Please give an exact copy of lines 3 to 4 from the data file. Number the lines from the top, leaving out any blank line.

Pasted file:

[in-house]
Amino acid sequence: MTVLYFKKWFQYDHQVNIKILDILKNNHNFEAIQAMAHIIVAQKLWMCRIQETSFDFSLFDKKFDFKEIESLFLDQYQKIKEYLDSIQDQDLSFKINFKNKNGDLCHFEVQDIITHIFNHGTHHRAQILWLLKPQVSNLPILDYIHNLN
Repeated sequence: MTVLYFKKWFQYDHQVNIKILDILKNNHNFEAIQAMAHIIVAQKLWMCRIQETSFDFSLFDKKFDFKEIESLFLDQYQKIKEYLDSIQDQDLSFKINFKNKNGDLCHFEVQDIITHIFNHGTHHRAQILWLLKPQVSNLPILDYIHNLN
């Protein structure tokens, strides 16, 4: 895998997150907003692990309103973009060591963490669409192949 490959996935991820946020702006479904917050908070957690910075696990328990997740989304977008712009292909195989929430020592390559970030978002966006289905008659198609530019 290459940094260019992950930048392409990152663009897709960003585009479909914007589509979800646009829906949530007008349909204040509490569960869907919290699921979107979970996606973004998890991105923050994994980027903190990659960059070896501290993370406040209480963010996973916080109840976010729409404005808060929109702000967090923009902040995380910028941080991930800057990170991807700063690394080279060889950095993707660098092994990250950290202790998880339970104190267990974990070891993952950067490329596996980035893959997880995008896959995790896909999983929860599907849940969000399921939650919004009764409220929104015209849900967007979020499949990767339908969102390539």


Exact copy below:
Repeated sequence: MTVLYFKKWFQYDHQVNIKILDILKNNHNFEAIQAMAHIIVAQKLWMCRIQETSFDFSLFDKKFDFKEIESLFLDQYQKIKEYLDSIQDQDLSFKINFKNKNGDLCHFEVQDIITHIFNHGTHHRAQILWLLKPQVSNLPILDYIHNLN
């Protein structure tokens, strides 16, 4: 895998997150907003692990309103973009060591963490669409192949 490959996935991820946020702006479904917050908070957690910075696990328990997740989304977008712009292909195989929430020592390559970030978002966006289905008659198609530019 290459940094260019992950930048392409990152663009897709960003585009479909914007589509979800646009829906949530007008349909204040509490569960869907919290699921979107979970996606973004998890991105923050994994980027903190990659960059070896501290993370406040209480963010996973916080109840976010729409404005808060929109702000967090923009902040995380910028941080991930800057990170991807700063690394080279060889950095993707660098092994990250950290202790998880339970104190267990974990070891993952950067490329596996980035893959997880995008896959995790896909999983929860599907849940969000399921939650919004009764409220929104015209849900967007979020499949990767339908969102390539």